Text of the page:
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Waldorf tests skills of future RAs

While some swallowed their laughter, others like Aaron Ward were unable to stay in character. Photoby Shannon Clark.

While some swallowed their laughter, others like Aaron Ward were unable to stay in character. Photo  by Shannon Clark.

By Shannon Clark

The Waldorf RAs are excited to be starting the process of inducting new Residential Assistants. Teamwork, communication, integrity and leadership were proven to be imperative skills for the position.

On Feb. 25, the renewing RAs had a group session that put the students to the test. The event began with a large group activity. The returning residential assistants and those interested in joining the team gathered in a circle to play “Pterodactyl.” The game consisted of not showing any teeth to say the word and laughing and squawking to reverse the rotation of the circle. Some students played to win and finally the game had to be cut short – apparently Waldorf’s student base has some very competitive individuals.

Following the activity, they were split into small groups where they were evaluated on different skills that would prove useful to an RA. Each student was given a piece of paper with restrictions. Then, the group was instructed to make a standing tower with no other tools than tape and balloons. While the task was not small, some towers were just the opposite; one group was able to make their tower taller than a team member. All in all, the students all seemed to display skills necessary for the job. Clearly, the students made the decision process very difficult this year.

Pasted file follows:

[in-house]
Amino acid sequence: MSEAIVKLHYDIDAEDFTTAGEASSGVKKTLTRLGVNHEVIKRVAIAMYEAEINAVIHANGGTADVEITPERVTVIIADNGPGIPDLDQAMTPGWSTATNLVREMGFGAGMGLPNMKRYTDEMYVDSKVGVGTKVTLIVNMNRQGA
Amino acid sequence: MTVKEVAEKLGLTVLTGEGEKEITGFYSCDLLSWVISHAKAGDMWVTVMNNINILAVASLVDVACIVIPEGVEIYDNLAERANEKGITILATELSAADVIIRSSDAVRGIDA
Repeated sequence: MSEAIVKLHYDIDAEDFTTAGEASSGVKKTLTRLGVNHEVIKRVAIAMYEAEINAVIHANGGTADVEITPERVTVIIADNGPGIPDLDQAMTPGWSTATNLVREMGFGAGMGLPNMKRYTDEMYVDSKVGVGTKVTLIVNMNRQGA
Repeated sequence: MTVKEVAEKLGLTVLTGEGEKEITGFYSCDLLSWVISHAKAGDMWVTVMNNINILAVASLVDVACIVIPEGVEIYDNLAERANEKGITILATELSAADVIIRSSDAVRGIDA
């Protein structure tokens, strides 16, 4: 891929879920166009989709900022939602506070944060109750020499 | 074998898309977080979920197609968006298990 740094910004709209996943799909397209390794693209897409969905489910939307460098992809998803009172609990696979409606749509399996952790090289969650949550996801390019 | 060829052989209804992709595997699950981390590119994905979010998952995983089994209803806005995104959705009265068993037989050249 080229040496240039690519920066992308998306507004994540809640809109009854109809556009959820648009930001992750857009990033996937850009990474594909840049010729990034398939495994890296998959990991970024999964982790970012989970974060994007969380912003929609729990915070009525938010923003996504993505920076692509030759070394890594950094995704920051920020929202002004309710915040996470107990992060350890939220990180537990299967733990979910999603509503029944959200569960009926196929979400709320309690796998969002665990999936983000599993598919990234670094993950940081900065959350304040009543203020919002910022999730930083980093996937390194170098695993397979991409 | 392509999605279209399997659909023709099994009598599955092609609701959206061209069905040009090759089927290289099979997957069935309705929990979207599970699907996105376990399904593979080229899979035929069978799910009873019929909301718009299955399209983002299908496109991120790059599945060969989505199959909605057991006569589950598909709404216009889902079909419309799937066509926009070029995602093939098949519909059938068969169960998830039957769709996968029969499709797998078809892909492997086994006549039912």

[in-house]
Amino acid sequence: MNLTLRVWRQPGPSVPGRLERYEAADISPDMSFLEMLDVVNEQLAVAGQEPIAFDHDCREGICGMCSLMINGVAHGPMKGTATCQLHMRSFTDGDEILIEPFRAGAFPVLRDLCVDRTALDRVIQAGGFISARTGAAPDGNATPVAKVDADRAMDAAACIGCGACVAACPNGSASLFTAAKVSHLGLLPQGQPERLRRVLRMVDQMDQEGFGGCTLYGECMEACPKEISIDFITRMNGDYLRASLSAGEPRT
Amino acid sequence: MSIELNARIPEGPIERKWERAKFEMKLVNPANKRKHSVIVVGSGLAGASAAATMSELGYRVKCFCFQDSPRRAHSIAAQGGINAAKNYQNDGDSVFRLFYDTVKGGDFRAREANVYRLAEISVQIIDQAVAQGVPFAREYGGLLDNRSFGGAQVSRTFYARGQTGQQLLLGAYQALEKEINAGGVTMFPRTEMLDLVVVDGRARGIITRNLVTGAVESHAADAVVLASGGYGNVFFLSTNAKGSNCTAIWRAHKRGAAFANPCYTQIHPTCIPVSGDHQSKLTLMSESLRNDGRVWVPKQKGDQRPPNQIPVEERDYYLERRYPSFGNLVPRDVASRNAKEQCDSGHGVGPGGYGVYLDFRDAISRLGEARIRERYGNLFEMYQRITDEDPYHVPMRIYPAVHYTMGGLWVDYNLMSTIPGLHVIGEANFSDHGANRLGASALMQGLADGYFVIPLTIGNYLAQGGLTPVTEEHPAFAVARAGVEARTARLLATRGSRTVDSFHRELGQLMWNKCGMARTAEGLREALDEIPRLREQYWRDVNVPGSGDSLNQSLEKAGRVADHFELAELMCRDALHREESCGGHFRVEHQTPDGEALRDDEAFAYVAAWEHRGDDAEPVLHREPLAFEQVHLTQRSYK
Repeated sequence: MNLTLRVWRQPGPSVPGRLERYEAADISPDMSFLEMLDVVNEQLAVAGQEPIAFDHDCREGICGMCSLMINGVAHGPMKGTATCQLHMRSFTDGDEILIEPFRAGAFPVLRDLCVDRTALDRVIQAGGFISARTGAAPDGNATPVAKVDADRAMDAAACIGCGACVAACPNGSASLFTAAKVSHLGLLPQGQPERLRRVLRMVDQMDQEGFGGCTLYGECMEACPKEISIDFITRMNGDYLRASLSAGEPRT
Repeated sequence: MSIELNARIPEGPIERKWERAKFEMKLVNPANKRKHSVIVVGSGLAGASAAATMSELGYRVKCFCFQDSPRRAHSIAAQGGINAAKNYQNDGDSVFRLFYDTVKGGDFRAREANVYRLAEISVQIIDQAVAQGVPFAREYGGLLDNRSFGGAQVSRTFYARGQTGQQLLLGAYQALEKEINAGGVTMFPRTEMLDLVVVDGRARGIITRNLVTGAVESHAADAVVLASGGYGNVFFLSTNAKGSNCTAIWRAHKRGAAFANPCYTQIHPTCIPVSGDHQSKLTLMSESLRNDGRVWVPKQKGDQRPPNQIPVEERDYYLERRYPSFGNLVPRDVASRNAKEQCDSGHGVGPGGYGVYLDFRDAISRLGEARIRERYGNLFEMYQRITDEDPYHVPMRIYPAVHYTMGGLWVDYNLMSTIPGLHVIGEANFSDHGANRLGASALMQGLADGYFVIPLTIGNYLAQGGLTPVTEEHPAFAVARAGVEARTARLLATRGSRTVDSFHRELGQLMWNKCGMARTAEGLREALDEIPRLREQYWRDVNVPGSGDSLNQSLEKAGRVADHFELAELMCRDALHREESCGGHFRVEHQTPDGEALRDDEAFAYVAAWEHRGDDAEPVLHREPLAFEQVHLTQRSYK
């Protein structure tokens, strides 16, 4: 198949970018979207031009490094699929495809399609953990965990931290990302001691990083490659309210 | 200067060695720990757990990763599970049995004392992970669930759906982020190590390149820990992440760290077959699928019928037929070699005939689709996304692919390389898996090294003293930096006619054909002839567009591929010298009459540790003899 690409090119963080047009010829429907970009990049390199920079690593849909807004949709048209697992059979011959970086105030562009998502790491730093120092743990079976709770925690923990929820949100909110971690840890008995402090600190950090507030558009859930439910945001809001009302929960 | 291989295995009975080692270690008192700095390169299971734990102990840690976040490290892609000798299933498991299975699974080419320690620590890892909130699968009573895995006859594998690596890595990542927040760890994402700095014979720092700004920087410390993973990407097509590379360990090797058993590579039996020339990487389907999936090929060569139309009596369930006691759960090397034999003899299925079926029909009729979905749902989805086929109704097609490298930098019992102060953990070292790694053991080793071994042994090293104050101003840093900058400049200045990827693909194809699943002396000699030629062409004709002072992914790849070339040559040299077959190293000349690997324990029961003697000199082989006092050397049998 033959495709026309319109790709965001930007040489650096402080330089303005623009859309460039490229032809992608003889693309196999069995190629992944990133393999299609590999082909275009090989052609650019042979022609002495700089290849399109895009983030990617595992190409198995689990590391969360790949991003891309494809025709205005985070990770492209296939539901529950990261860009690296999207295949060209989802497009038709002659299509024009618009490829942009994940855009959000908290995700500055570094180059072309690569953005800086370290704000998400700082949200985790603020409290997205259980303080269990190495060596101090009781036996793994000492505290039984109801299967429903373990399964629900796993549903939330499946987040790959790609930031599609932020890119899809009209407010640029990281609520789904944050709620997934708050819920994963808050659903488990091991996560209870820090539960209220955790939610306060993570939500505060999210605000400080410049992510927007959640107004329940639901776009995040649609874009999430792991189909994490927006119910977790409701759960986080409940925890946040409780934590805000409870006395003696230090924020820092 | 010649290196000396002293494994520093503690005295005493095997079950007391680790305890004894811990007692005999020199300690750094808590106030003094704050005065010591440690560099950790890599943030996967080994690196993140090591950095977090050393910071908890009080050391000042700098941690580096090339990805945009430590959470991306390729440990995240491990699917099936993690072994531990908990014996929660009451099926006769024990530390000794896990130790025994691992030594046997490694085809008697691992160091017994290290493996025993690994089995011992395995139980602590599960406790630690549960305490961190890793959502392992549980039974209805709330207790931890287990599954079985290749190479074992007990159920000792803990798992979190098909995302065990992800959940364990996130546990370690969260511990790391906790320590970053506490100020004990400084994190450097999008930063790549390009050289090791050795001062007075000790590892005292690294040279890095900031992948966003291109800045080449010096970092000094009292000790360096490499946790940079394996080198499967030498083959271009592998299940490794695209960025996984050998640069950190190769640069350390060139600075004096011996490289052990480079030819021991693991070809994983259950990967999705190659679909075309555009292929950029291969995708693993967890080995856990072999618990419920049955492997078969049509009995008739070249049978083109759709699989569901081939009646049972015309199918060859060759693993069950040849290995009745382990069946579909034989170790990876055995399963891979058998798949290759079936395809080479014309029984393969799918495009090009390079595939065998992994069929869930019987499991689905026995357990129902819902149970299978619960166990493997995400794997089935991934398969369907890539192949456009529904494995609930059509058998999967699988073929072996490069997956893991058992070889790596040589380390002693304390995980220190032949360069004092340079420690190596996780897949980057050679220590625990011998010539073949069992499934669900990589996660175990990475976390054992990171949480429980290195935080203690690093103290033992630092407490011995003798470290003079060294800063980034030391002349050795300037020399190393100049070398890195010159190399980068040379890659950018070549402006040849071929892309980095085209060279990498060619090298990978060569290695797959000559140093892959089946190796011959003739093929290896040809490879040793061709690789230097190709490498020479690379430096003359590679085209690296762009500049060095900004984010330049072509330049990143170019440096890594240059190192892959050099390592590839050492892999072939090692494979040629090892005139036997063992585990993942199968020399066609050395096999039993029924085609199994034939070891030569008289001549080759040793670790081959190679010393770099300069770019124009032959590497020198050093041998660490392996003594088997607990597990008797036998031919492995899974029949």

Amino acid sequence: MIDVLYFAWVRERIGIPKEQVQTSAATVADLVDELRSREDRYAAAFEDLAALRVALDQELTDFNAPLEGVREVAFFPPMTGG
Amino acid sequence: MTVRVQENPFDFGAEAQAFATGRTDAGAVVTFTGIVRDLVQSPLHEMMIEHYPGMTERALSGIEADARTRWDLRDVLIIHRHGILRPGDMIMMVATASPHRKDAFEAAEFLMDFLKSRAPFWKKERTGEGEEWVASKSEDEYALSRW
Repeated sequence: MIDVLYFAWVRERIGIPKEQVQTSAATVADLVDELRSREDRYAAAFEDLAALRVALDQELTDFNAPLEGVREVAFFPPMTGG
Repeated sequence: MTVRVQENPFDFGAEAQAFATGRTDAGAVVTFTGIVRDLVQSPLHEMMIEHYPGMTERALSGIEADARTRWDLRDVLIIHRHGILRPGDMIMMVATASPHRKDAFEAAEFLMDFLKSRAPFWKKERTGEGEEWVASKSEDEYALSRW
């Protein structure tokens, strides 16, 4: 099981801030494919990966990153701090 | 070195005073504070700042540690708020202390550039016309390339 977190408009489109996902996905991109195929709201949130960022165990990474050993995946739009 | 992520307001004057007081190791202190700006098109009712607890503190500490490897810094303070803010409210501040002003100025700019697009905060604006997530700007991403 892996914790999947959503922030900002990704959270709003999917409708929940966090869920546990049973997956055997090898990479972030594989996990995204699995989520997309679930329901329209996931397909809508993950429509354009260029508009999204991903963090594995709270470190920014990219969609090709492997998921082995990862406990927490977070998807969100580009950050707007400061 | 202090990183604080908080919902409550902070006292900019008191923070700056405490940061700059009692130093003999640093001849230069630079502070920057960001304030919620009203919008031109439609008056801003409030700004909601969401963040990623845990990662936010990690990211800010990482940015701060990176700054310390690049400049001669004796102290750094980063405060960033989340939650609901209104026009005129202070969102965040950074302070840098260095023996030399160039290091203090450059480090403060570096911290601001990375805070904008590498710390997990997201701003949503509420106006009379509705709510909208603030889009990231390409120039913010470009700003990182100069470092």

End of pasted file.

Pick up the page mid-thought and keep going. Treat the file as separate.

Of course there was a competitive aspect to the process. Not every individual that applied will get the position, but those with leadership skills have an advantage. Victoria Carra gave some good explanations as to why she wants to be a residential assistant.

“I’m a good leader,” Carra said. “Throughout high school I was in charge of many clubs, which shows my ability to both look out for others and manage people and situations when necessary. And, overall I really just like taking care of people, so the position seems perfect for me.”

Another main concern for those in charge of hiring RAs is whether or not they will do their job and incorporate integrity. Because violence and alcohol are some of the main concerns on campus, Carra was asked what her reaction would be if either situation occurred while she was on duty.

“If anyone breaks the rules I will be sure to handle the situation calmly, yet firmly, and of course contact an Area Coordinator if the situation demands it,” said Carra.

Since opinions from those who have already been an RA are important, Michael Templin, a former RA, was happy to relay what he believes are the benefits and downfalls of the job.

“As far as the benefits go, it’s nice that you get to have a single room,” said Templin. “Of course you do get paid monthly, but my favorite part is probably just that people begin to recognize me. They might not really know me super well, but at the end of the day it helps new students just to see familiar faces and makes them more comfortable in approaching you with questions; I’m in the lobby a lot mainly for that purpose.”

However, being an RA does have its downsides.

“As far as the negative aspects of the job, I’d probably just say having to let people in their rooms when they lock themselves out super early in the morning can get frustrating,” said Templin. “Also, dealing with alcohol related incidents or emergencies is never fun.”

All in all, Templin enjoys being a residential assistant. The job is not always enjoyable, but leaders are asked to deal with situations others are not always capable of handling.